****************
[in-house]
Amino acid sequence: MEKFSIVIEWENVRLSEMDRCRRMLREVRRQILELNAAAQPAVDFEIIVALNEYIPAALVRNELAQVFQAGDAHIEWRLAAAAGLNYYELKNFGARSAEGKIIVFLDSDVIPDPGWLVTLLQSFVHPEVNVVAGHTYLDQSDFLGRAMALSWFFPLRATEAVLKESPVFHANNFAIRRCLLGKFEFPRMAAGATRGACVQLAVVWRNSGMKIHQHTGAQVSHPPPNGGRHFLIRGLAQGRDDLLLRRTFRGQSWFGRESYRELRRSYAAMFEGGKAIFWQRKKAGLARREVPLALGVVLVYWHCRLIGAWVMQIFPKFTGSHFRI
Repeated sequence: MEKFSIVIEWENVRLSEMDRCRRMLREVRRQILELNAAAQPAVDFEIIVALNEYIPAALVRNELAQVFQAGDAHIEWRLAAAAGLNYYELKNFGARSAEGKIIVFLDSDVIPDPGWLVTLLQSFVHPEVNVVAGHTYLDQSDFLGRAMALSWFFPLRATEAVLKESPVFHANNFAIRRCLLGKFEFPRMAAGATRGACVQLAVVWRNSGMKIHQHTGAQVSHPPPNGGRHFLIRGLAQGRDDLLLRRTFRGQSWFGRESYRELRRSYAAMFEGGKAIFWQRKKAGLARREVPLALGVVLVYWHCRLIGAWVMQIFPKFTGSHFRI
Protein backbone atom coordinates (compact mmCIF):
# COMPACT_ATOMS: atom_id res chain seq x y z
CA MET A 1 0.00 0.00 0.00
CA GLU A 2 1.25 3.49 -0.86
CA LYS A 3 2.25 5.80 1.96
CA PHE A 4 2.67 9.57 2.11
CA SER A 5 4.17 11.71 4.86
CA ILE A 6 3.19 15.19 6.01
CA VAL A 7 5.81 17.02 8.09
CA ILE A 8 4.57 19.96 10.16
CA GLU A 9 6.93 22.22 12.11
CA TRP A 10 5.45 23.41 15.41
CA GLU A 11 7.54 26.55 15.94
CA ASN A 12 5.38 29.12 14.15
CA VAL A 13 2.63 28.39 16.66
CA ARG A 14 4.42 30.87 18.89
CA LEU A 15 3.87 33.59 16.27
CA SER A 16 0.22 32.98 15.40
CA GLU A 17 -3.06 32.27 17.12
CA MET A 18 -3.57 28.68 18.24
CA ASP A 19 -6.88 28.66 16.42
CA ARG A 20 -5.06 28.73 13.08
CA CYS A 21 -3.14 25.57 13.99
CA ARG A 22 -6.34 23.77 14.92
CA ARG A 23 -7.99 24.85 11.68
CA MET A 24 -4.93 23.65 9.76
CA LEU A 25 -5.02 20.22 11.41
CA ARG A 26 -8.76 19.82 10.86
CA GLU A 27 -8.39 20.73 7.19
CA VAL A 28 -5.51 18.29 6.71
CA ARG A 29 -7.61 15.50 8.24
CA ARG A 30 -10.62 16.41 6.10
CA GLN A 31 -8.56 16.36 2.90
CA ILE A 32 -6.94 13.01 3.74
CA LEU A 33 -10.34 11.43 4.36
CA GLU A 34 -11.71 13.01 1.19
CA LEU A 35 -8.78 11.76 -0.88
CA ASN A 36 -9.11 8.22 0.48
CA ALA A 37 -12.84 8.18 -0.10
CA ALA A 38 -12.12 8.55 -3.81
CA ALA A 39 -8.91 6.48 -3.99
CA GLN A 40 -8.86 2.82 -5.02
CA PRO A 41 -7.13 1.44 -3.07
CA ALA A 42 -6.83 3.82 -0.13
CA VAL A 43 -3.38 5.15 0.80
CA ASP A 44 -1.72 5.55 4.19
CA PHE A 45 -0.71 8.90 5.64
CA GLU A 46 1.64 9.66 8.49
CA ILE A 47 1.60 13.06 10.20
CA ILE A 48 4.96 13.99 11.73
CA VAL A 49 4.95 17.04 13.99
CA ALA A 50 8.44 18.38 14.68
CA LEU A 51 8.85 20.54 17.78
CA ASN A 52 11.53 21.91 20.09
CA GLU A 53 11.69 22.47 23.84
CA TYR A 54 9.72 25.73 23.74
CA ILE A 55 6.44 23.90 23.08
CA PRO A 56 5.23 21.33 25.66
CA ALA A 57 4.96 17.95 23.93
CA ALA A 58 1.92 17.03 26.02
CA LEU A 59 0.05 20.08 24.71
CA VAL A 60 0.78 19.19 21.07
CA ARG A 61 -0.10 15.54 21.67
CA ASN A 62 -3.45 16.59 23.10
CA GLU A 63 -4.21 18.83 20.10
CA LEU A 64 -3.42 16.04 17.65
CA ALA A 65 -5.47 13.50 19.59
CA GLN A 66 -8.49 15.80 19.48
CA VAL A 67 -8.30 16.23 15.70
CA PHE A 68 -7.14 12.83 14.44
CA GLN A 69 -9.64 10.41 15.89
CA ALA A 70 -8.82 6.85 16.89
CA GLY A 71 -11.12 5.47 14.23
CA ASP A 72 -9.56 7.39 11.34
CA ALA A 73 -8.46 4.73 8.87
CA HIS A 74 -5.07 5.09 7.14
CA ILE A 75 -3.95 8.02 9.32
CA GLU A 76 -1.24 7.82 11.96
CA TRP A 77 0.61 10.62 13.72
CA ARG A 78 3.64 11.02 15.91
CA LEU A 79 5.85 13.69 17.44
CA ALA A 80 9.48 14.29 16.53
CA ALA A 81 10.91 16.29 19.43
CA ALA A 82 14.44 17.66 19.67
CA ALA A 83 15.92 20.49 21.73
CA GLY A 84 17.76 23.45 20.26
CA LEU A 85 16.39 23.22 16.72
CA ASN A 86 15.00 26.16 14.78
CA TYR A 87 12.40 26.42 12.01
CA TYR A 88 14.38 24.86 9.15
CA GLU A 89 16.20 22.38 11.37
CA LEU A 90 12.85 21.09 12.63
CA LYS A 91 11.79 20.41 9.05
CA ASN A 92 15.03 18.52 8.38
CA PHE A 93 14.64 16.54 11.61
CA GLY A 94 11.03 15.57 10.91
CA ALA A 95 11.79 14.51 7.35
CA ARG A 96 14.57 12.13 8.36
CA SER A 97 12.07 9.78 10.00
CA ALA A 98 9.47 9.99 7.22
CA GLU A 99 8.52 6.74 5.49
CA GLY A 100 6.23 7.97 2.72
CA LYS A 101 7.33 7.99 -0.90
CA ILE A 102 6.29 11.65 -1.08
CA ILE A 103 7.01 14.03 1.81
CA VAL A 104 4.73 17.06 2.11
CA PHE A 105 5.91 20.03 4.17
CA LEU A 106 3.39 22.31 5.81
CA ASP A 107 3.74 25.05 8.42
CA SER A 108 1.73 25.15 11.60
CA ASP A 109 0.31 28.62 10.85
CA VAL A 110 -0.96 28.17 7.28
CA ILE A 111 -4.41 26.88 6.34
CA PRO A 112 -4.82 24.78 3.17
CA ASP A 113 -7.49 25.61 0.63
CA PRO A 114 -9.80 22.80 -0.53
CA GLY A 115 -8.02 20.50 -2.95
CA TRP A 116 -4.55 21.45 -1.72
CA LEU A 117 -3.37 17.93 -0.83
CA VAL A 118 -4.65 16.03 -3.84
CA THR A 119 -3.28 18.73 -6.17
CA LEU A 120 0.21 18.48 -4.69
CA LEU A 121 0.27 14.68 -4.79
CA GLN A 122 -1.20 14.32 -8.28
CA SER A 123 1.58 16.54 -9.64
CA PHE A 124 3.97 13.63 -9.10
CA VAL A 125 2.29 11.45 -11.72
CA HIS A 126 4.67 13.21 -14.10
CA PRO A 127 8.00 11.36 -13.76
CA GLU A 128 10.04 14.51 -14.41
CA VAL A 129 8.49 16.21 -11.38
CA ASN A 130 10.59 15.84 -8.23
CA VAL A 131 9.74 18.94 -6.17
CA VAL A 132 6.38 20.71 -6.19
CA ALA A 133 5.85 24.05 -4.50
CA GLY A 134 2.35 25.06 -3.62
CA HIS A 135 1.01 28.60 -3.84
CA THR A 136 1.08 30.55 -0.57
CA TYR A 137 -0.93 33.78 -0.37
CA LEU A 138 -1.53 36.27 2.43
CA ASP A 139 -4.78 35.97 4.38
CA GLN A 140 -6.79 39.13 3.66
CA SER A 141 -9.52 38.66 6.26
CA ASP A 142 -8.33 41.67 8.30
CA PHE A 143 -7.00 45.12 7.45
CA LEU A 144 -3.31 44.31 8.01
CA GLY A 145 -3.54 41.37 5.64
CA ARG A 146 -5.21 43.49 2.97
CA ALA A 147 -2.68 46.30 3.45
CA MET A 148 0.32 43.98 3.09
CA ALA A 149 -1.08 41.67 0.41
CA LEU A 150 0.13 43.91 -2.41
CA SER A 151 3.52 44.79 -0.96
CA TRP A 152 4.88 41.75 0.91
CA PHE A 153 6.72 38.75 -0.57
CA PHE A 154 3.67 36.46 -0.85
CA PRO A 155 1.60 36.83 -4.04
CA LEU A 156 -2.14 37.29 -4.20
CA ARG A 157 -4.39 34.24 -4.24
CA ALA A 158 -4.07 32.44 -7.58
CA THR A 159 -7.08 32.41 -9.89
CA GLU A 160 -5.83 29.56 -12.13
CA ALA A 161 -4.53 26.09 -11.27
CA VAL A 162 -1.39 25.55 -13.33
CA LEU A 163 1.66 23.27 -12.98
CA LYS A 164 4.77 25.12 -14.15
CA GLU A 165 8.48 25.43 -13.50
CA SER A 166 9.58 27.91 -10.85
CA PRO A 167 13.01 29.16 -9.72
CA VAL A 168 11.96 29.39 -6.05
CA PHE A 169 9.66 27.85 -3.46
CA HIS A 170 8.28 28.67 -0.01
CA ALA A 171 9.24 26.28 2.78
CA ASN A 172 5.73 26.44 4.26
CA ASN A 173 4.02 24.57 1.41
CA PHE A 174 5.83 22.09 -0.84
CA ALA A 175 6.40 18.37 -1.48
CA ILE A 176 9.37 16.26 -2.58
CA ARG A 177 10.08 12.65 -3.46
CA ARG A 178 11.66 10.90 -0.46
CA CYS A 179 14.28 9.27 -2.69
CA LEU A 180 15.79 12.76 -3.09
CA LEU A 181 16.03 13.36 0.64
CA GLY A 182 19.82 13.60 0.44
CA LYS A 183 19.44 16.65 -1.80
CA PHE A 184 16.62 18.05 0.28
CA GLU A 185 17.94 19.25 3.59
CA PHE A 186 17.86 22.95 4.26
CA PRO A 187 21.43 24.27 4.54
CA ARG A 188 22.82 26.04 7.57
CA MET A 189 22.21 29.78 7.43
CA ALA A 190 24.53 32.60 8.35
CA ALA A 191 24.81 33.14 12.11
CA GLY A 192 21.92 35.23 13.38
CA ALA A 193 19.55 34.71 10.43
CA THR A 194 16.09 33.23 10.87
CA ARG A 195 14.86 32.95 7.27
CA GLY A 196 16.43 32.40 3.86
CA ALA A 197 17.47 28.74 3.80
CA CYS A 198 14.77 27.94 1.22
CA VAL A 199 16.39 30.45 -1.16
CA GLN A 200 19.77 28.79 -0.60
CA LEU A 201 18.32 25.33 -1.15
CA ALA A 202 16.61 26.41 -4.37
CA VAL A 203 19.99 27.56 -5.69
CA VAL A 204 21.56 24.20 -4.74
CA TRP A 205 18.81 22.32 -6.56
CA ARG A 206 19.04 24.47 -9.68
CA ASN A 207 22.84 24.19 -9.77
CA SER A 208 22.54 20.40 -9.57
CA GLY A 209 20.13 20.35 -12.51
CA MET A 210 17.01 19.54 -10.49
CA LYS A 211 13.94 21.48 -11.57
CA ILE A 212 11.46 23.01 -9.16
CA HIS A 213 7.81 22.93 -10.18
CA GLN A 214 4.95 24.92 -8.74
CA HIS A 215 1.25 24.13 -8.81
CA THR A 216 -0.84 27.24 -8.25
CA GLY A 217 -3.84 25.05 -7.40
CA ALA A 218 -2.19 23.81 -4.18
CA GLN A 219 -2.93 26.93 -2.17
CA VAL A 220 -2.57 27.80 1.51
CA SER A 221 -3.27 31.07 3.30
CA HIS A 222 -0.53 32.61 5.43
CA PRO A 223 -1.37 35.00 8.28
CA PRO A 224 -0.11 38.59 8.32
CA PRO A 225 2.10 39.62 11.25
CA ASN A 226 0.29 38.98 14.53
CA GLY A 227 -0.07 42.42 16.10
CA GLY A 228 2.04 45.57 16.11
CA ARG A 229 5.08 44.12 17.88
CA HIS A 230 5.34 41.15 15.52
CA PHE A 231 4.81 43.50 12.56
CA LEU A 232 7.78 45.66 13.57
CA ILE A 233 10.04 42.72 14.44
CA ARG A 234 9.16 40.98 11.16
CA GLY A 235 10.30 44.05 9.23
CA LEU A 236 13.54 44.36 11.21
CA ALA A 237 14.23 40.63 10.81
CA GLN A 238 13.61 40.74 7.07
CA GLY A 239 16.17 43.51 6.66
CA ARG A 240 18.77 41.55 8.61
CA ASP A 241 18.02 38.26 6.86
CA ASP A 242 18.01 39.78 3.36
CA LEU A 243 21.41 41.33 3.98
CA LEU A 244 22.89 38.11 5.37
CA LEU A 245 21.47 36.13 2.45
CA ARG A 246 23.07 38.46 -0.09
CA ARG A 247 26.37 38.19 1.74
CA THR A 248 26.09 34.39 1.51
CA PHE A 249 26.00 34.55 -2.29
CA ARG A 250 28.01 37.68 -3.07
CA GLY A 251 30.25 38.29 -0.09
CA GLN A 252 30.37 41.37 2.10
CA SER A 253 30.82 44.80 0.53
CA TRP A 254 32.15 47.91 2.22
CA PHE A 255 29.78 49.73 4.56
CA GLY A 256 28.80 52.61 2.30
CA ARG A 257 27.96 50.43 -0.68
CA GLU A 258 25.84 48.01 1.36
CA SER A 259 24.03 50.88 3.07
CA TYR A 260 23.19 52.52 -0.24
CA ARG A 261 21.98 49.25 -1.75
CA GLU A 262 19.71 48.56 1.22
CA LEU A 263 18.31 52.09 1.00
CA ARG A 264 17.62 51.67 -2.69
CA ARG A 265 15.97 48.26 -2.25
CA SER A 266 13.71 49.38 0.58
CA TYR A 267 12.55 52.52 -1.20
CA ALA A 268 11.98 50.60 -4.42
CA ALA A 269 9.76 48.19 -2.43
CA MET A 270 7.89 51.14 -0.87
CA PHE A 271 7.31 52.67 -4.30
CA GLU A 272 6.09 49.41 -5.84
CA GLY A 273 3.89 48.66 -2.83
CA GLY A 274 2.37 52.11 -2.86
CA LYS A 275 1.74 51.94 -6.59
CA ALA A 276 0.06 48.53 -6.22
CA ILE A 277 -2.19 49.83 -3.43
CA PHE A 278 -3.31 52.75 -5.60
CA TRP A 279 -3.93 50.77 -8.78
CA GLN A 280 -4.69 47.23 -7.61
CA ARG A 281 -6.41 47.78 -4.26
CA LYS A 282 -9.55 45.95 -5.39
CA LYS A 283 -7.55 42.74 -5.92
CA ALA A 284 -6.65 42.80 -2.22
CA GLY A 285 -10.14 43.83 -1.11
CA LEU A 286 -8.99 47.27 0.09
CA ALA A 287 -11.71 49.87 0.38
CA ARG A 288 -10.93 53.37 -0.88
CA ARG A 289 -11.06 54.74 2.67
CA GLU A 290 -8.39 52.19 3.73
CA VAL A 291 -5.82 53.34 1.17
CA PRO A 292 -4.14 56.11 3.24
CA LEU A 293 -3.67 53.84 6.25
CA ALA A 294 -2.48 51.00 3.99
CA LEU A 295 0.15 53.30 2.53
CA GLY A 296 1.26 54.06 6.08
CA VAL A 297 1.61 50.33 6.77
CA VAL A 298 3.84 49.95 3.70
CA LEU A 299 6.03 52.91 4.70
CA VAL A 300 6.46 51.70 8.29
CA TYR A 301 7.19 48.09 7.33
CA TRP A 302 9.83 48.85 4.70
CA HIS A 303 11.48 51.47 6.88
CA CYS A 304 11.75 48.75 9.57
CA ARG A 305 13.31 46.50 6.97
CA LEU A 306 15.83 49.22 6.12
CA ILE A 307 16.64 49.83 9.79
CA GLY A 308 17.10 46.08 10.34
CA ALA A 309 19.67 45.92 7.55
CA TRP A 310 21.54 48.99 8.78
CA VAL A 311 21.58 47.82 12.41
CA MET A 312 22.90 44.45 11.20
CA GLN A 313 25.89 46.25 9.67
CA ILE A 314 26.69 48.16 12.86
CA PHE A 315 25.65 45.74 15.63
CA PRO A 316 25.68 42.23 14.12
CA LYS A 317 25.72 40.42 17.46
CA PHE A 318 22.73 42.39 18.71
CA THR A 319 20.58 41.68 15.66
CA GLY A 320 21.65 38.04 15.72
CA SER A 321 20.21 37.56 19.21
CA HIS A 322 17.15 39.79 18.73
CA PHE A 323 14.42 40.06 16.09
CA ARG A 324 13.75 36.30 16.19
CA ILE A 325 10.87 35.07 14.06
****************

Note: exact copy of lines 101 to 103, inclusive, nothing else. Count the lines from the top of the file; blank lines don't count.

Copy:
CA ARG A 96 14.57 12.13 8.36
CA SER A 97 12.07 9.78 10.00
CA ALA A 98 9.47 9.99 7.22